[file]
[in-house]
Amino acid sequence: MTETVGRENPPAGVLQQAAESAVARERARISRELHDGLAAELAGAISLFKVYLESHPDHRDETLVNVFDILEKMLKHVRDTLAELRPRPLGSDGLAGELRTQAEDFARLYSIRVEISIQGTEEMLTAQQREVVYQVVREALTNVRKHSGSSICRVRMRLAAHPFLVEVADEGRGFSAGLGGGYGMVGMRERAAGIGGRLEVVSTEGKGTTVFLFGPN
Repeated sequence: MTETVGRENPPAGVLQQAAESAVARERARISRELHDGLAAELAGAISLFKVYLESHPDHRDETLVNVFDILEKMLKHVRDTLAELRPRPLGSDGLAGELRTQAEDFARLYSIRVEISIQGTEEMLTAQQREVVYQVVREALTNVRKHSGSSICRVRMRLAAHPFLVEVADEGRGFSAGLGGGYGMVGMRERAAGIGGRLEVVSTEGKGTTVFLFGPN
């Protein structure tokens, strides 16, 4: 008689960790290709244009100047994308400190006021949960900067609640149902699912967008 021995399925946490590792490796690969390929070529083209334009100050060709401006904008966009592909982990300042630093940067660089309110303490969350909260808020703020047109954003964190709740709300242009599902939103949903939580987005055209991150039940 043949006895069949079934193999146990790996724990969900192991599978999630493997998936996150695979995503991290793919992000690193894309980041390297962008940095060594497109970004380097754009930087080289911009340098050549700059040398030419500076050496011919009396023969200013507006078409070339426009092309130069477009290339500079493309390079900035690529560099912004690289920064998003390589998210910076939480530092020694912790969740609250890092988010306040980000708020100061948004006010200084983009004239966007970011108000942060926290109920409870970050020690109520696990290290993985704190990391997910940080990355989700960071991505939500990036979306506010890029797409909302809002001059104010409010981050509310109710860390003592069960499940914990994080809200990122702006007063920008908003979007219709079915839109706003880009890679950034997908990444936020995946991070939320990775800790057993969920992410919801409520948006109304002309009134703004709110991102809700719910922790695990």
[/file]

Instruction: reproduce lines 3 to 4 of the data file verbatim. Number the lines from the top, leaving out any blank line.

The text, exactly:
Repeated sequence: MTETVGRENPPAGVLQQAAESAVARERARISRELHDGLAAELAGAISLFKVYLESHPDHRDETLVNVFDILEKMLKHVRDTLAELRPRPLGSDGLAGELRTQAEDFARLYSIRVEISIQGTEEMLTAQQREVVYQVVREALTNVRKHSGSSICRVRMRLAAHPFLVEVADEGRGFSAGLGGGYGMVGMRERAAGIGGRLEVVSTEGKGTTVFLFGPN
């Protein structure tokens, strides 16, 4: 008689960790290709244009100047994308400190006021949960900067609640149902699912967008 021995399925946490590792490796690969390929070529083209334009100050060709401006904008966009592909982990300042630093940067660089309110303490969350909260808020703020047109954003964190709740709300242009599902939103949903939580987005055209991150039940 043949006895069949079934193999146990790996724990969900192991599978999630493997998936996150695979995503991290793919992000690193894309980041390297962008940095060594497109970004380097754009930087080289911009340098050549700059040398030419500076050496011919009396023969200013507006078409070339426009092309130069477009290339500079493309390079900035690529560099912004690289920064998003390589998210910076939480530092020694912790969740609250890092988010306040980000708020100061948004006010200084983009004239966007970011108000942060926290109920409870970050020690109520696990290290993985704190990391997910940080990355989700960071991505939500990036979306506010890029797409909302809002001059104010409010981050509310109710860390003592069960499940914990994080809200990122702006007063920008908003979007219709079915839109706003880009890679950034997908990444936020995946991070939320990775800790057993969920992410919801409520948006109304002309009134703004709110991102809700719910922790695990």